Jason Leopold writes: A few days before the fifth anniversary of the 9/11 attacks, then President George W. Bush gave a speech in the East Room of the White House where, for the first time, he acknowledged that the CIA had been holding more than a dozen “high-value” detainees who were subjected to “tough” interrogation methods at secret prisons “outside of the United States.”
Bush cited a number of terrorist plots that were thwarted after high-value captives were subjected to the CIA’s interrogation regimen. One was an attempt in 2003 by al Qaeda terrorists to attack the US consulate in Karachi, Pakistan “using car bombs and motorcycle bombs.”
In a long-awaited summary of a report on the CIA’s detention and interrogation program, the Senate Committee on Intelligence dissects Bush’s September 6, 2006 speech and reveals that the intelligence provided to Bush by the CIA about the Karachi operation was overstated. Interrogators, the summary asserts, could have obtained details about it without resorting to so-called “enhanced interrogation techniques” (EITs).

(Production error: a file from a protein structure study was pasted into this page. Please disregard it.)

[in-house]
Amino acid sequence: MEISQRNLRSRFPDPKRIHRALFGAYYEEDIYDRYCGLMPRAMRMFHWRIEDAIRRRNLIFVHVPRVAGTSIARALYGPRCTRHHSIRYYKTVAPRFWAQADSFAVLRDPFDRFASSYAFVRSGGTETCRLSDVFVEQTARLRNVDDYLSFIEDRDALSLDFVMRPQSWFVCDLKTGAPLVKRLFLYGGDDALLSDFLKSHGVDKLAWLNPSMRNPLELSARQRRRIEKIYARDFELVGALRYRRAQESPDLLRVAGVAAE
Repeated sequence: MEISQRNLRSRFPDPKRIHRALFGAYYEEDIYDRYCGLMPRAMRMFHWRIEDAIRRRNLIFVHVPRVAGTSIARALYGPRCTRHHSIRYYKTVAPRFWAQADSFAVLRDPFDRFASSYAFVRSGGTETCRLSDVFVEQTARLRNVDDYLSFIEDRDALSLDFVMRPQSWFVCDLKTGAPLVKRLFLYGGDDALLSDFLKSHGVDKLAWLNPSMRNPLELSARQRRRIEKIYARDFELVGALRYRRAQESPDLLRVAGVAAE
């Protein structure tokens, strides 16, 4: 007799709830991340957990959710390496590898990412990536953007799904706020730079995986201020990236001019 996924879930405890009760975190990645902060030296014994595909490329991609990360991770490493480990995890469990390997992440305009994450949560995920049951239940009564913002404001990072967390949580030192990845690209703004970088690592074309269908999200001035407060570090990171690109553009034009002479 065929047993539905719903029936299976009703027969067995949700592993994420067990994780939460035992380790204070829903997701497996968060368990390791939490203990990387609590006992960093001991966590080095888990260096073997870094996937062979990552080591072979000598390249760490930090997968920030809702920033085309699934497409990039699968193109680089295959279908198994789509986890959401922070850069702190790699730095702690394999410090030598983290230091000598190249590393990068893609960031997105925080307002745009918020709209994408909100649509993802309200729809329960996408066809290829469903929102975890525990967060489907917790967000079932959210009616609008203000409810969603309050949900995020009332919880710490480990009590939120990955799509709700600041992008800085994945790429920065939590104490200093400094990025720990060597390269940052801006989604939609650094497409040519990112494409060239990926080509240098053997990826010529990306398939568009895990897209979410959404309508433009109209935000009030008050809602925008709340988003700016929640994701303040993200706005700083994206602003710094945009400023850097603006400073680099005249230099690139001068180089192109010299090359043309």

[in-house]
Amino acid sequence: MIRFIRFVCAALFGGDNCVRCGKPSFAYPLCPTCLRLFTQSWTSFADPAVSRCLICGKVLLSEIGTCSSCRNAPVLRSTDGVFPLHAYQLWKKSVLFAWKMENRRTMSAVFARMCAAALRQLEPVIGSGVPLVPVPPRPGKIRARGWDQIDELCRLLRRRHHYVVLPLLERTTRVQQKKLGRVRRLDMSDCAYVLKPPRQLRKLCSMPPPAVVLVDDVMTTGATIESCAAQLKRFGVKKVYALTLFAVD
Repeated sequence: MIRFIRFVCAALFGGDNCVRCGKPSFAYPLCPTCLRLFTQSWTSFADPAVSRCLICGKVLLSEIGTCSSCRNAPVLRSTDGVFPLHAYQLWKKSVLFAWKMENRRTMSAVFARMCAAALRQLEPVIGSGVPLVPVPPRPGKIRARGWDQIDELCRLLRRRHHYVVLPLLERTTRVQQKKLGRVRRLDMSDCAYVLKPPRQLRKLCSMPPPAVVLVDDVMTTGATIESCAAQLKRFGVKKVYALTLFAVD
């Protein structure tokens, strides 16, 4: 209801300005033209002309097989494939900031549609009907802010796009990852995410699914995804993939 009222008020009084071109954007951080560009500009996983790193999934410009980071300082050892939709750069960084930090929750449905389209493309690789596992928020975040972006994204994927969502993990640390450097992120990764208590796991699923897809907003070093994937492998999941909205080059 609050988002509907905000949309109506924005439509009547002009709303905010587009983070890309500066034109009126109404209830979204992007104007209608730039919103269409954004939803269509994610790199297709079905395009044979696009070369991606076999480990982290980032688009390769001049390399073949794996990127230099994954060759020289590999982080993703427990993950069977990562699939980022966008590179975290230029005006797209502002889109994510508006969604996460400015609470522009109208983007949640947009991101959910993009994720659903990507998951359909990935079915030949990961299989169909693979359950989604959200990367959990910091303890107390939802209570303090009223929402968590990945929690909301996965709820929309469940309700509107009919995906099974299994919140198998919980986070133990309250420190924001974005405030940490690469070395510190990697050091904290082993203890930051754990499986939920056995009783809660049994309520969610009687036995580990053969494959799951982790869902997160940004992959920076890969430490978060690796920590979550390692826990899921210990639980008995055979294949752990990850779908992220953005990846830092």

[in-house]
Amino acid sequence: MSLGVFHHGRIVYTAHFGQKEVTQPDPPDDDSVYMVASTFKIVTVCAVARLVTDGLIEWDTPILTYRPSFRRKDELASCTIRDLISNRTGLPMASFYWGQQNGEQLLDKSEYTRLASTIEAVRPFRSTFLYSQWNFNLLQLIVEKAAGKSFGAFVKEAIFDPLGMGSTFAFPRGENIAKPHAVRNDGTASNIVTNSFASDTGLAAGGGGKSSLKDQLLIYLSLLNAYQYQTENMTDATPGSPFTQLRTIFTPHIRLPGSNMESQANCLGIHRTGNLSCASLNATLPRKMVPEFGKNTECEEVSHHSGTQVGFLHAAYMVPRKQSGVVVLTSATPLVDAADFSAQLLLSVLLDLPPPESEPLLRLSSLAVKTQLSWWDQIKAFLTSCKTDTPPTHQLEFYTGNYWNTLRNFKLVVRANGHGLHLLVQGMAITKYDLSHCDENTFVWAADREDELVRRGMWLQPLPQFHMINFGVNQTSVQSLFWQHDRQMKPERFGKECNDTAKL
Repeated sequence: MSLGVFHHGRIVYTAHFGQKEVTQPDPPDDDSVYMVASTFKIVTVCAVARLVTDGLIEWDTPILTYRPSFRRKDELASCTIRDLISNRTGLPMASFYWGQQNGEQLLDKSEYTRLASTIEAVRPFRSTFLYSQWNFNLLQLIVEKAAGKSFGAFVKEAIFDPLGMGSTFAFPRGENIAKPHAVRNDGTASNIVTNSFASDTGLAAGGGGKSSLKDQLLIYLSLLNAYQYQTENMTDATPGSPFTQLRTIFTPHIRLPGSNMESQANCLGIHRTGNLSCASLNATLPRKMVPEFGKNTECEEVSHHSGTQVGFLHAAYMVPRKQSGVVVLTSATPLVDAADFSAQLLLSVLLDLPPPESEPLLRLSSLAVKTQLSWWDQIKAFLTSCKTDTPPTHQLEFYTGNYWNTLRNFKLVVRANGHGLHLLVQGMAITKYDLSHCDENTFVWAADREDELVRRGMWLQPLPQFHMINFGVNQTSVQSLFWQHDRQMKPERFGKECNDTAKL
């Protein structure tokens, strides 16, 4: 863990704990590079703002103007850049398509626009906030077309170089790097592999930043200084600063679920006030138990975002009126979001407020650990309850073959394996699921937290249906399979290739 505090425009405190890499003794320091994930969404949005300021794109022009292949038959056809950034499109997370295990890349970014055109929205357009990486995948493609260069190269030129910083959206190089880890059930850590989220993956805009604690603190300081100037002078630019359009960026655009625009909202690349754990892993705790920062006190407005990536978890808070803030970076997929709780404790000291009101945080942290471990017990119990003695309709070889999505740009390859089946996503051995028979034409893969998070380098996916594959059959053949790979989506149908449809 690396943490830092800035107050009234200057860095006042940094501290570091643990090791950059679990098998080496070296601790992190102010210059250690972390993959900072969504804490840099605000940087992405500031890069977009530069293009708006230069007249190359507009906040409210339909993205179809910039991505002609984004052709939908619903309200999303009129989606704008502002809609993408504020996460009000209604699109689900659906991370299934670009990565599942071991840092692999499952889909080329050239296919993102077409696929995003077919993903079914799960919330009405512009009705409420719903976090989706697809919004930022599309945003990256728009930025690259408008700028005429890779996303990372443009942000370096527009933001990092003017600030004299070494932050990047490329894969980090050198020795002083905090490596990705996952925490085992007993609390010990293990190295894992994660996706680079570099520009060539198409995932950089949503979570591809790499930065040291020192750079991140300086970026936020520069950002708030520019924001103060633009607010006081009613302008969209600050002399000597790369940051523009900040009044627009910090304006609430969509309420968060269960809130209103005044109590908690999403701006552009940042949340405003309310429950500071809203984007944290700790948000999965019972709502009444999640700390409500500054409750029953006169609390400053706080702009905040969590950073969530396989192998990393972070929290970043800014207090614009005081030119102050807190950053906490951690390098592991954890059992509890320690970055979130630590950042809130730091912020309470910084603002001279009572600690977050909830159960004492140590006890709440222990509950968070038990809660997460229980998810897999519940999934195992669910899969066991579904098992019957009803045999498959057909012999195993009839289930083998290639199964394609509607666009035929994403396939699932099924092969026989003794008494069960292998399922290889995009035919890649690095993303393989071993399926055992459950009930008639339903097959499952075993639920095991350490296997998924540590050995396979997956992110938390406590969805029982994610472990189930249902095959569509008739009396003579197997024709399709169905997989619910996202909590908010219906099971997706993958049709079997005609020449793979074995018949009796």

That’s just one example contained in the summary of the Senate Intelligence Committee’s report that Democrats say proves the CIA’s interrogation program was a failure and did not produce “unique” and “valuable” intelligence. That’s according to a half-dozen people familiar with the document who spoke to VICE News over the past three weeks on the condition of anonymity because the summary is still undergoing a final declassification review. [Continue reading…]